Tuesday, May 23, 2017

The call of the mountains

I sit and wait. High in the mountains, the snow still measured in feet, tries to melt to accommodate alpine sojourners for a short summer, hiking, backpacking, or fishing. My time is not yet, but soon. Soon I will be breathing faster in anticipation of once again being in the forest, among the cliffs, high in the Wasatch, Uinta, or any other mountain range I can get to. Already, I feel the pull of the timberline, and the call of the fresh air.
I don't have my new hiking shoes yet, but my old ones, still breathing--even more so with the extra holes that are working their way through the outer fabric--will still carry me up onto the wind-scoured peaks and ridges on trails likely used for millennia, first by wild animals, then later, by Native Americans, before finally becoming trails for throngs of people wanting, like me, to just get away and see some country--the high country.
Part of the Mt. Nebo trail
The view from Kings Peak is what it's all about
Eagles and hawks live here among the cliffs. Marmots, and pikas abound in the rocky scree. I long to watch the raptors circle the peaks, hoping for a tasty meal, perhaps of a pika or marmot. The freedom of flight is magnificent to watch.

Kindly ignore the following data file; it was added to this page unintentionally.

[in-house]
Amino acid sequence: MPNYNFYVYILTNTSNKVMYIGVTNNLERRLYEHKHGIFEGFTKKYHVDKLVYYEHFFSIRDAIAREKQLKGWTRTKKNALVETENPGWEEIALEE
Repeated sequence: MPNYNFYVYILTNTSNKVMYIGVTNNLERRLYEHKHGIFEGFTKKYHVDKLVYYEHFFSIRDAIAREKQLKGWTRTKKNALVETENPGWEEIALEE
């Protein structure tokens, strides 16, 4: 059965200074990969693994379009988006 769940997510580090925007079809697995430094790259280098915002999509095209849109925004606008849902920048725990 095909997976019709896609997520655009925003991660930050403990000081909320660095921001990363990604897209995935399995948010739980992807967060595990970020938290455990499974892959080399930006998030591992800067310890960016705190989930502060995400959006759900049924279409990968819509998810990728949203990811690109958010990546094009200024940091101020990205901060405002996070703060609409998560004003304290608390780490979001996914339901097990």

And then, for me, there is God. When John Denver penned the words, "you can talk to God and listen to the casual reply" in his hit song, Rocky Mountain High,  he was without knowing it, penning the path of my life. So often I have poured my heart out to Him, when I'm in some far away, remote place.
Hiking in the off-season has its risk and rewards too.
This is an October hike to the Notch in the Uintas.
There is always danger in nature. If not to the rodents, to those who venture in. No one knows when something might happen that could keep them from returning home. A fall, lightning strikes, getting lost, bear attacks--those are all part of the risk of heading out into the wilds. They are part of the thrill. If you don't put yourself out there, you don't live a life--and I don't mean just in the outdoors.
So I await my next adventure. It is always calling me. This life is too short to ignore it. So get up. We're burnin' daylight.

Hawk on the Lone Peak Trail.

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